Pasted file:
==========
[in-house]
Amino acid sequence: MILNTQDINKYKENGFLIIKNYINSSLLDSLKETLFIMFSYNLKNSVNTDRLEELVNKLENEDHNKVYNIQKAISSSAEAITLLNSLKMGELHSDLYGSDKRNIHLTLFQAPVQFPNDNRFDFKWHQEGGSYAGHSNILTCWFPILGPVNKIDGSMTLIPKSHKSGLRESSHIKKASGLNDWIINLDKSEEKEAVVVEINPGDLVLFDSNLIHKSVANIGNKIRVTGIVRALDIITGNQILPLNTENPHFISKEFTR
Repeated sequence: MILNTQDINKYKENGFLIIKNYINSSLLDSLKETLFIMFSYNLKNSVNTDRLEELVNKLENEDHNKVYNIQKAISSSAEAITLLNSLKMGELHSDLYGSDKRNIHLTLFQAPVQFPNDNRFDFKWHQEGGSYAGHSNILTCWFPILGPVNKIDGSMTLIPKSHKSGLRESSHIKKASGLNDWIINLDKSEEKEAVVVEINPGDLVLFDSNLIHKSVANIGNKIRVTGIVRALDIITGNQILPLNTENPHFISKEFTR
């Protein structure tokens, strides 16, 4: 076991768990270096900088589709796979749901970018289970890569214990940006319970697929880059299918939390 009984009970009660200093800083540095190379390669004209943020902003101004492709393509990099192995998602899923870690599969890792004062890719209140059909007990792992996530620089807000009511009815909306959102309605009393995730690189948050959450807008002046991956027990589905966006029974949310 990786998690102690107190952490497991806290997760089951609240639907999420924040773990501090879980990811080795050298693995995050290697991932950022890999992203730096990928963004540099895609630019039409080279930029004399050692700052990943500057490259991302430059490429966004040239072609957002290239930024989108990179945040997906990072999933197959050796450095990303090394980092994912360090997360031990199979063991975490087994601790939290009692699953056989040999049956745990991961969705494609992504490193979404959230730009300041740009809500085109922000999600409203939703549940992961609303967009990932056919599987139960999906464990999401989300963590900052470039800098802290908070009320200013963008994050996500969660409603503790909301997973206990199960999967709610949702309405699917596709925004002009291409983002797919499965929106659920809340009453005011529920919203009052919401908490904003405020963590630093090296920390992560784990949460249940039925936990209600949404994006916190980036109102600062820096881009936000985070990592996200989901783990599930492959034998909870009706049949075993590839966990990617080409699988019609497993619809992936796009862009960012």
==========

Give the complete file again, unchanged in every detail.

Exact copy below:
[in-house]
Amino acid sequence: MILNTQDINKYKENGFLIIKNYINSSLLDSLKETLFIMFSYNLKNSVNTDRLEELVNKLENEDHNKVYNIQKAISSSAEAITLLNSLKMGELHSDLYGSDKRNIHLTLFQAPVQFPNDNRFDFKWHQEGGSYAGHSNILTCWFPILGPVNKIDGSMTLIPKSHKSGLRESSHIKKASGLNDWIINLDKSEEKEAVVVEINPGDLVLFDSNLIHKSVANIGNKIRVTGIVRALDIITGNQILPLNTENPHFISKEFTR
Repeated sequence: MILNTQDINKYKENGFLIIKNYINSSLLDSLKETLFIMFSYNLKNSVNTDRLEELVNKLENEDHNKVYNIQKAISSSAEAITLLNSLKMGELHSDLYGSDKRNIHLTLFQAPVQFPNDNRFDFKWHQEGGSYAGHSNILTCWFPILGPVNKIDGSMTLIPKSHKSGLRESSHIKKASGLNDWIINLDKSEEKEAVVVEINPGDLVLFDSNLIHKSVANIGNKIRVTGIVRALDIITGNQILPLNTENPHFISKEFTR
């Protein structure tokens, strides 16, 4: 076991768990270096900088589709796979749901970018289970890569214990940006319970697929880059299918939390 009984009970009660200093800083540095190379390669004209943020902003101004492709393509990099192995998602899923870690599969890792004062890719209140059909007990792992996530620089807000009511009815909306959102309605009393995730690189948050959450807008002046991956027990589905966006029974949310 990786998690102690107190952490497991806290997760089951609240639907999420924040773990501090879980990811080795050298693995995050290697991932950022890999992203730096990928963004540099895609630019039409080279930029004399050692700052990943500057490259991302430059490429966004040239072609957002290239930024989108990179945040997906990072999933197959050796450095990303090394980092994912360090997360031990199979063991975490087994601790939290009692699953056989040999049956745990991961969705494609992504490193979404959230730009300041740009809500085109922000999600409203939703549940992961609303967009990932056919599987139960999906464990999401989300963590900052470039800098802290908070009320200013963008994050996500969660409603503790909301997973206990199960999967709610949702309405699917596709925004002009291409983002797919499965929106659920809340009453005011529920919203009052919401908490904003405020963590630093090296920390992560784990949460249940039925936990209600949404994006916190980036109102600062820096881009936000985070990592996200989901783990599930492959034998909870009706049949075993590839966990990617080409699988019609497993619809992936796009862009960012």